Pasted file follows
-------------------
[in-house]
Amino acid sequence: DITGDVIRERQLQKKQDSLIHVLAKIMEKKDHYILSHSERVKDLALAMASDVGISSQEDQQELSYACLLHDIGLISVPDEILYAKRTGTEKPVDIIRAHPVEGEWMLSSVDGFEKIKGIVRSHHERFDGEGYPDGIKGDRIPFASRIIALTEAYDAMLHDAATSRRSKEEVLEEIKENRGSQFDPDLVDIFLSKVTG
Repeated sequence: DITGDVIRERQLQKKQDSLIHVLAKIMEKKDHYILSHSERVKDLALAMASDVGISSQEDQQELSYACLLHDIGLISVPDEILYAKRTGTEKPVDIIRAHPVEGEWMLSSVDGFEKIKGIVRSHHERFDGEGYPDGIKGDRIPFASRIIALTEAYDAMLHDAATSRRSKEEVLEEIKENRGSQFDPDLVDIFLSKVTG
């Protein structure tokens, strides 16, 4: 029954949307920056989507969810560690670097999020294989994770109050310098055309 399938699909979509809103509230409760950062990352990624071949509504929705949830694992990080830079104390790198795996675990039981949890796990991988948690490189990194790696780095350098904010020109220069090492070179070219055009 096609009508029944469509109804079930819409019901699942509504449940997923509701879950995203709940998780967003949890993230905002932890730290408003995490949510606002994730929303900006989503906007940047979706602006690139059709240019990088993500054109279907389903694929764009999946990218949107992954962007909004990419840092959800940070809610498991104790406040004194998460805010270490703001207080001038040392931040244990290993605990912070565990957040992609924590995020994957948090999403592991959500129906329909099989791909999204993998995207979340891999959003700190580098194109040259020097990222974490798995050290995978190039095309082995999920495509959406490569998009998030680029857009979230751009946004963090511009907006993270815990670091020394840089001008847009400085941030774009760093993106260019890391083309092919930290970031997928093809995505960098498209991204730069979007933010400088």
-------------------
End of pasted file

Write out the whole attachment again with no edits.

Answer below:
[in-house]
Amino acid sequence: DITGDVIRERQLQKKQDSLIHVLAKIMEKKDHYILSHSERVKDLALAMASDVGISSQEDQQELSYACLLHDIGLISVPDEILYAKRTGTEKPVDIIRAHPVEGEWMLSSVDGFEKIKGIVRSHHERFDGEGYPDGIKGDRIPFASRIIALTEAYDAMLHDAATSRRSKEEVLEEIKENRGSQFDPDLVDIFLSKVTG
Repeated sequence: DITGDVIRERQLQKKQDSLIHVLAKIMEKKDHYILSHSERVKDLALAMASDVGISSQEDQQELSYACLLHDIGLISVPDEILYAKRTGTEKPVDIIRAHPVEGEWMLSSVDGFEKIKGIVRSHHERFDGEGYPDGIKGDRIPFASRIIALTEAYDAMLHDAATSRRSKEEVLEEIKENRGSQFDPDLVDIFLSKVTG
């Protein structure tokens, strides 16, 4: 029954949307920056989507969810560690670097999020294989994770109050310098055309 399938699909979509809103509230409760950062990352990624071949509504929705949830694992990080830079104390790198795996675990039981949890796990991988948690490189990194790696780095350098904010020109220069090492070179070219055009 096609009508029944469509109804079930819409019901699942509504449940997923509701879950995203709940998780967003949890993230905002932890730290408003995490949510606002994730929303900006989503906007940047979706602006690139059709240019990088993500054109279907389903694929764009999946990218949107992954962007909004990419840092959800940070809610498991104790406040004194998460805010270490703001207080001038040392931040244990290993605990912070565990957040992609924590995020994957948090999403592991959500129906329909099989791909999204993998995207979340891999959003700190580098194109040259020097990222974490798995050290995978190039095309082995999920495509959406490569998009998030680029857009979230751009946004963090511009907006993270815990670091020394840089001008847009400085941030774009760093993106260019890391083309092919930290970031997928093809995505960098498209991204730069979007933010400088």